Andy Coghlan New Scientist 14 June 2012

How can we feed the world and still save the planet?

Madeleine Bunting Guardian 21 January 2012

World hunger best cured by small-scale agriculture: report

Nidhi Prakash Guardian 13 January 2012

In praise of factory farming

Dan Murphy Dairy Herd Network 22 June 2011

Global Food crisis: The challenge of changing diets

Richard King Guardian 1 June 2011

The Mr Bigs of farming leave a barren legacy

Charles Clover The Sunday Times 12 July 2009

Who gives a cluck about broiler a chicken

Justine Brian spiked 8 January 2008

What is factory farming

Tony Wardle Vegetarians International Voice for Animals

KEY TERMS

Definitions of key concepts that are crucial for understanding the topic. Students should be familiar with these terms and the different ways in which they are used and interpreted and should be prepared to explain their significance.

BACKGROUNDERS

Useful websites and materials that provide a good starting point for research.

Tonight: The Food We Eat

ITV1 24 August 2012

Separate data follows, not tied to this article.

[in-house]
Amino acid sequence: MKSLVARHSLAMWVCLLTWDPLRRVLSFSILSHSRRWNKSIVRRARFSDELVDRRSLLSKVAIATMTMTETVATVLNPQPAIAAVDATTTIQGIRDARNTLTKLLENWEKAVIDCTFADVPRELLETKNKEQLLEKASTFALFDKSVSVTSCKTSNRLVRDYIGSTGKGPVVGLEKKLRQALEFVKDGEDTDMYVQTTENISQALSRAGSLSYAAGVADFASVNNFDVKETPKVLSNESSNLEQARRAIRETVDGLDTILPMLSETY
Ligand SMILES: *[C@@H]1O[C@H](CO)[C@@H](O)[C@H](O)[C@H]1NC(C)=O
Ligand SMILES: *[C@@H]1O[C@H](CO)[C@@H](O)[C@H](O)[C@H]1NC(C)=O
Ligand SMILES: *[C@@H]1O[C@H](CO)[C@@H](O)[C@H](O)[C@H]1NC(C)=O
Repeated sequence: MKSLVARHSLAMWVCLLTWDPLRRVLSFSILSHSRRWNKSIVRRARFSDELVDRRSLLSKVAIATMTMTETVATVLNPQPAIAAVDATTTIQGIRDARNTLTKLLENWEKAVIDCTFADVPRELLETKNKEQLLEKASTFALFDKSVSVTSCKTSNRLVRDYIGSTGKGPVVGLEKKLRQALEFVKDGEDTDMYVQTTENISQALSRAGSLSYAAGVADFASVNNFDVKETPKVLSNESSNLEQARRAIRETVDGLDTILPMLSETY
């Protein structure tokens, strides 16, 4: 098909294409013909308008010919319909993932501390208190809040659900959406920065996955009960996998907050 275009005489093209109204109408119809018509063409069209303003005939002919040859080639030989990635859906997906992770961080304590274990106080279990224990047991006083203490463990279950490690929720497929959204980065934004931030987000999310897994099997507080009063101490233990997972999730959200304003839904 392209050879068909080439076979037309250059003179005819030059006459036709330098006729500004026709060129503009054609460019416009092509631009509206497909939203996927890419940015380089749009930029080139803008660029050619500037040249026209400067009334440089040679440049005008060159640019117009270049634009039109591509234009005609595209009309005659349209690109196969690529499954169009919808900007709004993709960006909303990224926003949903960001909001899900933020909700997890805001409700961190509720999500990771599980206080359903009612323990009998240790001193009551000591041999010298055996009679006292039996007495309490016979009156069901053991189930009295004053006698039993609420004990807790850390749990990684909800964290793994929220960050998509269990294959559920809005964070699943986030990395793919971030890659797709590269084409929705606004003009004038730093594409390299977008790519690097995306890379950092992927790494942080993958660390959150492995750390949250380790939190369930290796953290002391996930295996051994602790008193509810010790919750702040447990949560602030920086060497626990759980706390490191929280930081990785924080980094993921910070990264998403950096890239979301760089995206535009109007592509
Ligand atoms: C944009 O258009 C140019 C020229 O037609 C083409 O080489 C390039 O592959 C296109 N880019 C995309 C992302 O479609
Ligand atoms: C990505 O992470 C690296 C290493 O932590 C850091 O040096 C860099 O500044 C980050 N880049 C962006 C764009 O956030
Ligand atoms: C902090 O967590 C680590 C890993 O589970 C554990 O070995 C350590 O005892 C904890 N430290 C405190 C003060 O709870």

You Eat What you Are

Stephen J. Dubner Freakonomics 6 July 2012

Look what happens on a diet of platitudes

AA Gill The Sunday Times 24 June 2012

How to Make the Food System More Energy Efficient

Michael E. Webber Scientific American 29 December 2011

So what does the EU think farming is for?

Clive Aslet Telegraph 12 October 2011

Foston Pig Prison Protest

Vegetarians International Voice for Animals (VIVA) 18 May 2011

The Future of Food and Farming

Foresight Report The Government Office for Science 2011

Opinion on the Welfare of the Dairy Cow Farm

Animal Welfare Council October 2009

Factory Farming: A Moral Issue

Peter Singer Minnesota Daily 22 March 2006

Can Organic Farming Feed Us All?

Brian Halweil Worldwatch Institute

Modern Agriculture and its Benefits - Trends, Implications and Outlook

Dr William C Motes Global Harvest Initiative

Pig Business

Farms not Factories

An introduction to farm animals

Compassion in World Farming

AUDIO/VISUAL

Tonight: The Food We Eat

ITV1 24 August 2012

You Eat What you Are

Stephen J. Dubner Freakonomics 6 July 2012

Foston Pig Prison Protest

Vegetarians International Voice for Animals (VIVA) 18 May 2011

Pig Business

Farms not Factories